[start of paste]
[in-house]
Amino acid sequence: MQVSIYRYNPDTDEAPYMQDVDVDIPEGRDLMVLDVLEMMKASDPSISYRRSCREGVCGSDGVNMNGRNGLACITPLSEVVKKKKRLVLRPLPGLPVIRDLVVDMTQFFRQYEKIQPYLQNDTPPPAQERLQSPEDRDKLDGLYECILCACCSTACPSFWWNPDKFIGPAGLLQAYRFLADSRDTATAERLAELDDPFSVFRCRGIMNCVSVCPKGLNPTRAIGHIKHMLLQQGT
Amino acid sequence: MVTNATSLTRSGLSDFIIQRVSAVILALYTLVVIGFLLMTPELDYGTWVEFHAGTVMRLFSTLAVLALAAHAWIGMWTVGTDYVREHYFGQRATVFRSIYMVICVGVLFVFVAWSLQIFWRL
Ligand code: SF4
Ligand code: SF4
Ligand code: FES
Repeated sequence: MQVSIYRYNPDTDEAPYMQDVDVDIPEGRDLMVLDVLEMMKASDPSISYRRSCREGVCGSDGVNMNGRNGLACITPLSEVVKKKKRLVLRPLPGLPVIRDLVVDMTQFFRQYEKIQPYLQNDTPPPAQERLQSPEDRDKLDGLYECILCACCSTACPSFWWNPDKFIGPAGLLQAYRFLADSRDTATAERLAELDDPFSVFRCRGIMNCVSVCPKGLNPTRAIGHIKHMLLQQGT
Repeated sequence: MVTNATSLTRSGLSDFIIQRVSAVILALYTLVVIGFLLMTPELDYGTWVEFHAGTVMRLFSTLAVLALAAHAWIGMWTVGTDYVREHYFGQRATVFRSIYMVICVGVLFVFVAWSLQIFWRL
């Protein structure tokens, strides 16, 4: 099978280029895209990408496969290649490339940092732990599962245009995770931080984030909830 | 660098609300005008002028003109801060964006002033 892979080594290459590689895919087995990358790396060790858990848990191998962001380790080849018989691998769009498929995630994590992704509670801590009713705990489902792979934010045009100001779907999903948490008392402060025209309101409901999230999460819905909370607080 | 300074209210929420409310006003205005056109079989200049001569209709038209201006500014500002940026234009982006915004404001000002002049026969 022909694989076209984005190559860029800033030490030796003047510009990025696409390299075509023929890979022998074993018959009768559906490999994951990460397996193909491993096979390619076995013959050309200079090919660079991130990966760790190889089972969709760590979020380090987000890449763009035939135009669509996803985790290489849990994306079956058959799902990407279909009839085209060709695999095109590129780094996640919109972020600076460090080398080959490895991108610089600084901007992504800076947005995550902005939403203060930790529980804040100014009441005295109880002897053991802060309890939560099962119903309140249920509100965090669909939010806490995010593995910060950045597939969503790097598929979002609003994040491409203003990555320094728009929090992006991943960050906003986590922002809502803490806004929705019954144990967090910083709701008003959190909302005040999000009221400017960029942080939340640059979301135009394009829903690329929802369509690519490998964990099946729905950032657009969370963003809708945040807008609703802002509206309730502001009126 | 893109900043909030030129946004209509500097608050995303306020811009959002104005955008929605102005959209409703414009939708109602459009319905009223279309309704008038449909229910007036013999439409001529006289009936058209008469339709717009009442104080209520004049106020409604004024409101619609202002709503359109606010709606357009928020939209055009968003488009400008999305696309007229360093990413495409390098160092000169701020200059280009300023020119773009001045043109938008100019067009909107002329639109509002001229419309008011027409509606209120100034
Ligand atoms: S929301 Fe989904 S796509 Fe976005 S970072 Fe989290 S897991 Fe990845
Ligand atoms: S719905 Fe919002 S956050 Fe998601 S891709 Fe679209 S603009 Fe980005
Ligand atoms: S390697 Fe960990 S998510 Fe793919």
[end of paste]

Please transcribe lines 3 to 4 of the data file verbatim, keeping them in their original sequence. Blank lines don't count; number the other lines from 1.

Amino acid sequence: MVTNATSLTRSGLSDFIIQRVSAVILALYTLVVIGFLLMTPELDYGTWVEFHAGTVMRLFSTLAVLALAAHAWIGMWTVGTDYVREHYFGQRATVFRSIYMVICVGVLFVFVAWSLQIFWRL
Ligand code: SF4